In the early 1980s, the members of what would become The Kids In The Hall were performing in different provinces of Canada. Bruce McCulloch and Mark McKinney were busy doing Theatresports together in Calgary, Alberta under the moniker “The Audience,” while in Toronto, Dave Foley and Kevin McDonald were operating as a comedy group called “The Kids In The Hall.”
The performers encountered each other in Toronto in 1984 and began working together under the latter name, adding Scott Thompson in 1985 and finding a passionate chemistry together. Dave Foley says in an interview with Garrett Martin of Paste that “even if [they perform] a silly, silly sketch, there’s a passion that goes into it and a real obsession with doing something nobody else would do. ” When Lorne Michaels of SNL saw the ensemble perform, he pushed for the sketch group to have their own TV show.
By 1990, The Kids In The Hall was a regular series on CBC television and the US ‘HBO. The show quickly developed a cult following for its unique stories and unpredictable sketches. Like Dave Foley, writer Paul Bellini says in a Jen Talks Too Much interview that his favorite part of Kids In The Hall was developing “something different from other sketch shows,” because they never did a parody or hot-button commentaries on the day’s headlines, or impersonated anyone other than the Queen and Einstein. They were operating on an entirely different level.
The series operated for five seasons until it was canceled in the mid-1990s. Since then, the group starred in their own movie Brain Candy in 1996 and a miniseries in 2010 called Death Comes to Town. After a long break, The Kids In The Hall have returned for another series in May 2022 on Amazon Prime Video (along with a documentary chronicling the group’s years, called Comedy Punks). In the spirit of their return, here is why The Kids In The Hall is one of the funniest TV shows of all time.
The Kids In The Hall Has Its Own Formula
As previously mentioned, The Kids In The Hall always strived to produce comedy no one had attempted before. Their sketches are always a combination of weird situations with an element of unpredictability, darkness, or gross-out comedy. Even their well-known sketches like “Head Crusher,” “Girl Drink Drunk,” and “Things To Do” are very weird and unusual. Not only do the Kids create odd circumstances, but they also like to be shocking.
For example, the frequent Buddy Cole monologues from Scott Thompson are extremely provocative, with confrontational queer comedy and subversive streams of thought. Another shocking and controversial sketch is called “Cancer Boy”. The piece intended to make fun of celebrities who gained attention through spending time with sick kids. According to Mental Floss“A lot of people thought it was a bad taste jab aimed at the kids” but the comedians stood by their critique of attention-seeking celebrities, just as they did with “Dr. Seuss Bible,” which got the group in a lot of trouble for sparking religious controversy.
The Kids In The Hall Have Excellent Chemistry Together
Despite some creative differences and detours during their careers, the five comedians still work excellently together. In a Vulture review of the new series, Kathryn VanArendonk says that the group is “still obsessed with absurdity and the inevitability of endings.” In an interview with Jason Tabrys of Uproxx, Dave Foley says that one of the things that make them work well together is mutual arrogance.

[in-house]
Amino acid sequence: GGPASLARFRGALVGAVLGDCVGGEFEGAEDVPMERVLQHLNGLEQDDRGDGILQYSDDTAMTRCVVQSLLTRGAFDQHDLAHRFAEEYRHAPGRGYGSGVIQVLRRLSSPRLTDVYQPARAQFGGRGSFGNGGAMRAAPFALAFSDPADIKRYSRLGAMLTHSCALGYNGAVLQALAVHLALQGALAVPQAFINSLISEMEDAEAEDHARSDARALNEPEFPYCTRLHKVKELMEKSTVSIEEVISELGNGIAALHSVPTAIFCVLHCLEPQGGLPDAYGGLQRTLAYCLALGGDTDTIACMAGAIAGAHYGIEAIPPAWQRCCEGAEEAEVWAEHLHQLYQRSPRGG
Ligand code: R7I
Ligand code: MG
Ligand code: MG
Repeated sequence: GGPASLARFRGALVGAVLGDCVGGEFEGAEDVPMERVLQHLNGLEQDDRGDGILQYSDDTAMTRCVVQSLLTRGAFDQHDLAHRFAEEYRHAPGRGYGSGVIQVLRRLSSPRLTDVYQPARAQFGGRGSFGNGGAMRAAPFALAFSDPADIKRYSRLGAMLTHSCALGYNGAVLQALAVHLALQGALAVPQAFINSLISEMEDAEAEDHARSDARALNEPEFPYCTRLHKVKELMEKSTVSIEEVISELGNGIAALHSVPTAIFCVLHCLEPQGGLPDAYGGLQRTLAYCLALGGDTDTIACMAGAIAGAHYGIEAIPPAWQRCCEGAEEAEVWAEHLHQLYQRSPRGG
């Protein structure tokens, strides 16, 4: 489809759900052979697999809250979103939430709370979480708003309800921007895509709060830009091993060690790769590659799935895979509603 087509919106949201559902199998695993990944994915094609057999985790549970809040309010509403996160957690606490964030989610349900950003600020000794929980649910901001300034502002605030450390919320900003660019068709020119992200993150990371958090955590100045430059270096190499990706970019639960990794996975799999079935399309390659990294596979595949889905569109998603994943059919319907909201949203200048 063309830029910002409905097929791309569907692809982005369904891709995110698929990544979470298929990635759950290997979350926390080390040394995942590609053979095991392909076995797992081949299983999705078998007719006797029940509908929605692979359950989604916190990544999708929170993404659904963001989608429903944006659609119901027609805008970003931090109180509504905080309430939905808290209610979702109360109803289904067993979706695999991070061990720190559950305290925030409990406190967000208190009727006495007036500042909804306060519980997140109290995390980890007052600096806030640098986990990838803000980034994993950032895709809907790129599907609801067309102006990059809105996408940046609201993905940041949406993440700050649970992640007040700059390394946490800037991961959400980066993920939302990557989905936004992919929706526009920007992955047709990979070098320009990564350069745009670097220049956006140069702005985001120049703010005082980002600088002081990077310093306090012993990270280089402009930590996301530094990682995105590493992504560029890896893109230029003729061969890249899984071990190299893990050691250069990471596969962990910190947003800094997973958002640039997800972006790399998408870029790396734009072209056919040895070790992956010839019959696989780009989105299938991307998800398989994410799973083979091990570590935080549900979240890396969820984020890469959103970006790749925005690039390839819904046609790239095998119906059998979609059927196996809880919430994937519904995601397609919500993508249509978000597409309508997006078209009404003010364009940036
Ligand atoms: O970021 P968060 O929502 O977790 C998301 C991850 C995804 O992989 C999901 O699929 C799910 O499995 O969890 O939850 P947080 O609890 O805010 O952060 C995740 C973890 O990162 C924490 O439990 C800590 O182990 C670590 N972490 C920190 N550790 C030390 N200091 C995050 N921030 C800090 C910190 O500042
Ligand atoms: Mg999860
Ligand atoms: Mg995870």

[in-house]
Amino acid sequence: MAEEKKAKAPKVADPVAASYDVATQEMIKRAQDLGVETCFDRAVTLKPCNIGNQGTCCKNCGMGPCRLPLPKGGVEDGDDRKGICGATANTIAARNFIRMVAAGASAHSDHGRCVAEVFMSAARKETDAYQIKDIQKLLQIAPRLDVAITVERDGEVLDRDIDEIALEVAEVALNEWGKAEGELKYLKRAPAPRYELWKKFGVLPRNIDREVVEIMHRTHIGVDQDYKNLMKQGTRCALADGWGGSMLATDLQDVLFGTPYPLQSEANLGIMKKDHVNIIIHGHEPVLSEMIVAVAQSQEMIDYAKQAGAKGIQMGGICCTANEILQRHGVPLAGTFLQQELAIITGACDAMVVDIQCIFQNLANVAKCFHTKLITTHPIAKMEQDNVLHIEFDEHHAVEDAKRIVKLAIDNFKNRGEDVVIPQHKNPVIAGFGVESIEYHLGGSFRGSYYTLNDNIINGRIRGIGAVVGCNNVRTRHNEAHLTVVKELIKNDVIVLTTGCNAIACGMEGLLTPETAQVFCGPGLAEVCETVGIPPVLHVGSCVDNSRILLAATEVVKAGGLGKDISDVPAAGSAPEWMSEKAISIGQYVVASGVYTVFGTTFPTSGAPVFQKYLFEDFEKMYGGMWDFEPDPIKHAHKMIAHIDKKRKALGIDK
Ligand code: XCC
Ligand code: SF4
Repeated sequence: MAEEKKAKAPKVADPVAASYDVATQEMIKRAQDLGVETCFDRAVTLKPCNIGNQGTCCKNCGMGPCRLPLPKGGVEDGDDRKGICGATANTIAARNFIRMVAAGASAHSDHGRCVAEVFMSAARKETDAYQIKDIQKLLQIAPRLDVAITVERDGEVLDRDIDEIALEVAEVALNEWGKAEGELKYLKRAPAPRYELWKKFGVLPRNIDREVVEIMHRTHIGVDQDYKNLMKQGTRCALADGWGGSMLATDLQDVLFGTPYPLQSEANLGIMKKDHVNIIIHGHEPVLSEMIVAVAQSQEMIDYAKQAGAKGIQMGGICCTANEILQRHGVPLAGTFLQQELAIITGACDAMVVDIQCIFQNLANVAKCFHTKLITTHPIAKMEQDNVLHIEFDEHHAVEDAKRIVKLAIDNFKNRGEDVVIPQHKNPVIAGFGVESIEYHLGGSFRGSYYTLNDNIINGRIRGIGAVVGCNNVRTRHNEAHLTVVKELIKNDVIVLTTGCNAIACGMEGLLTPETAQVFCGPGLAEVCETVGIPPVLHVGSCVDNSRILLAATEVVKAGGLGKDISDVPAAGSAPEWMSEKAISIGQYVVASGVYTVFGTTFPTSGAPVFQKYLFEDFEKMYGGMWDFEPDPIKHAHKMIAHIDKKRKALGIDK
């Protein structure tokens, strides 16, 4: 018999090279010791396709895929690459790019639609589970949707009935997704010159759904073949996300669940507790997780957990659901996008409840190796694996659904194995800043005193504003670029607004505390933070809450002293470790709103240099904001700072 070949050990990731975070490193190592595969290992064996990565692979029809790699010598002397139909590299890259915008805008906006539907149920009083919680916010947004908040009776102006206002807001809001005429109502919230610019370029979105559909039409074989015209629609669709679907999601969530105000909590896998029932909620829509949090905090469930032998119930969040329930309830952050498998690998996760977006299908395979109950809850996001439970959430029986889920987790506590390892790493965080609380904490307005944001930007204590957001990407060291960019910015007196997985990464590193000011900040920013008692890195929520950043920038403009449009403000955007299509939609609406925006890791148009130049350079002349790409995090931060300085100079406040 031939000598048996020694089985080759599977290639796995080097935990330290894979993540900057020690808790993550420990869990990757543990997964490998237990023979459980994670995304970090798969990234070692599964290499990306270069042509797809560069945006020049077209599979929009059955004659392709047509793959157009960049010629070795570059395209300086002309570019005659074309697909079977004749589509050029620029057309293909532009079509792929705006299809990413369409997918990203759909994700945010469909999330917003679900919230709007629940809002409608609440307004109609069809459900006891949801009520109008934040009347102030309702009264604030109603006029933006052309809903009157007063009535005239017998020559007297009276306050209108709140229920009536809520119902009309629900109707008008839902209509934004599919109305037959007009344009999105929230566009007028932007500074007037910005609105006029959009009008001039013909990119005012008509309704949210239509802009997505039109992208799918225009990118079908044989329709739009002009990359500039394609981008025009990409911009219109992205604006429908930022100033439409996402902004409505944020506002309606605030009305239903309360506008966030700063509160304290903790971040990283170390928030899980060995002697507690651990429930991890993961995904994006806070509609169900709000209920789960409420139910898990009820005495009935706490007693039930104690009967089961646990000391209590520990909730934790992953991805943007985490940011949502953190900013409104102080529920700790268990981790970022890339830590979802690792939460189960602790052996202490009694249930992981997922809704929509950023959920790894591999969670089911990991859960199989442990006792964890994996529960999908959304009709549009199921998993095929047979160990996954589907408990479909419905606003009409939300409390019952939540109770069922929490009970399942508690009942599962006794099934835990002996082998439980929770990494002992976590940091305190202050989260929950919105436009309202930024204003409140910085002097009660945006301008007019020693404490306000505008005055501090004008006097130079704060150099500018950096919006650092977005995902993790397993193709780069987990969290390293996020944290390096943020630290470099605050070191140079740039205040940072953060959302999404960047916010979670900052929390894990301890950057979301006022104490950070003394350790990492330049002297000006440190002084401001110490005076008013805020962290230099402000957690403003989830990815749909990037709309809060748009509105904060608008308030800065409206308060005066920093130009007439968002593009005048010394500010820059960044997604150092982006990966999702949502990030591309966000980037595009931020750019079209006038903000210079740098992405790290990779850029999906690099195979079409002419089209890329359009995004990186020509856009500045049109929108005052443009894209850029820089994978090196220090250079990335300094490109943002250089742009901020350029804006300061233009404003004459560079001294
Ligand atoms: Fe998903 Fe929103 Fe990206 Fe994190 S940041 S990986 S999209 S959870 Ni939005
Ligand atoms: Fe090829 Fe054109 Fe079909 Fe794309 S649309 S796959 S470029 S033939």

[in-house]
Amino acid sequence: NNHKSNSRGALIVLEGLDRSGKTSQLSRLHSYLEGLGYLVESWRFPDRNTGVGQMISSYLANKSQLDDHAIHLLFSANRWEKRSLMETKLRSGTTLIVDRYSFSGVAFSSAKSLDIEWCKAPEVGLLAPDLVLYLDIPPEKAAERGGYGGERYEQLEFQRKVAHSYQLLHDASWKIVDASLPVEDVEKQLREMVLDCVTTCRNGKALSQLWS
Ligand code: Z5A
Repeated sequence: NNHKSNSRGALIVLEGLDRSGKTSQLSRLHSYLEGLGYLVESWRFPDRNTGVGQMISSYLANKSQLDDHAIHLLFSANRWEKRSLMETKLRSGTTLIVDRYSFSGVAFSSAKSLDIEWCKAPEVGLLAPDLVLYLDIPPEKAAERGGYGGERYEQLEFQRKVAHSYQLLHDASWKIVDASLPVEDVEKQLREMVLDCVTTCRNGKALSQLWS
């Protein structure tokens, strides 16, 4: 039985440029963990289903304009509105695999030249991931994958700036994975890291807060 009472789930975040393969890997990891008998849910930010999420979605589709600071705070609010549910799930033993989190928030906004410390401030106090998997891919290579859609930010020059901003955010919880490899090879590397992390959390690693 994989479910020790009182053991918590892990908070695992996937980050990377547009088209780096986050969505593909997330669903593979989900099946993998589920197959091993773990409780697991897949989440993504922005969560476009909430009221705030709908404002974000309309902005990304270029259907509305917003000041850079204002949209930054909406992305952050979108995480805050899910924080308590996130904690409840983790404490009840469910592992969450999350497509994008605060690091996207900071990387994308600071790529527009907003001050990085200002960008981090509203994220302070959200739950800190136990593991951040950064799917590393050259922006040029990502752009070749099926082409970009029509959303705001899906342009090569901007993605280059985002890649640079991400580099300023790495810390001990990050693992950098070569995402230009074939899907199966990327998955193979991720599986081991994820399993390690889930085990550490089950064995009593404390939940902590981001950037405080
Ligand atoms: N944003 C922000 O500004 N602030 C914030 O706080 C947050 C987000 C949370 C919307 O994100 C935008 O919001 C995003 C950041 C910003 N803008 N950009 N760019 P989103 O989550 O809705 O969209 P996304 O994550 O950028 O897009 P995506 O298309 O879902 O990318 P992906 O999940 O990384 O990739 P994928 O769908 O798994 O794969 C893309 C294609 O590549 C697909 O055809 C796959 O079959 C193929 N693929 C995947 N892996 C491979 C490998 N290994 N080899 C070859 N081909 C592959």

As a collective, Foley admits that they have a “supremely unfounded confidence” that the sketches they create will be successful ones. The Kids In The Hall also share the perspective that they are not performing for any particular audience, but for each other, and trying to make each other laugh (arguably the toughest crowd). Back in their pre-television days, their flyers read “don’t come, you’ll only get in the way,”
The Kids In The Hall Don’t Rely On Old Ideas
Although the original show seemed tailored to the members of Generation X, Dennis Harvey of Variety states that the reboot involves enough “insight and interpersonal drama to entertain newbies”. The reboot is a balanced mixture of some old characters but with largely new situations and a much more polished and different style; they’re not afraid of whatsoever to progress without the boon of nostalgia, and are never scared to comment on their own age, refusing to live in the past. In one new sketch, the kids appear as 60-year-old pole dancers, who the audience members find attractive for their reading glasses and “probably still [having] a landline. ”
This new installation creates a bridge between the past and younger generations. Another sketch, which Movieweb considers to be one of the funniest moments of television this year, sees a Zoom meeting go awry in increasingly graphic ways. While the fresh ideas are there, the audience is still presented with recurring characters like openly gay Buddy Cole, the infamous “head crusher,” and Kevin McDonald playing himself.
Although The Kids In The Hall had their challenges, they are back for more adventures with fresh material and beloved characters. Subversively queer, consistently funny, and absolutely bizarre, their presence in the television landscape has created some of the funniest moments on TV.
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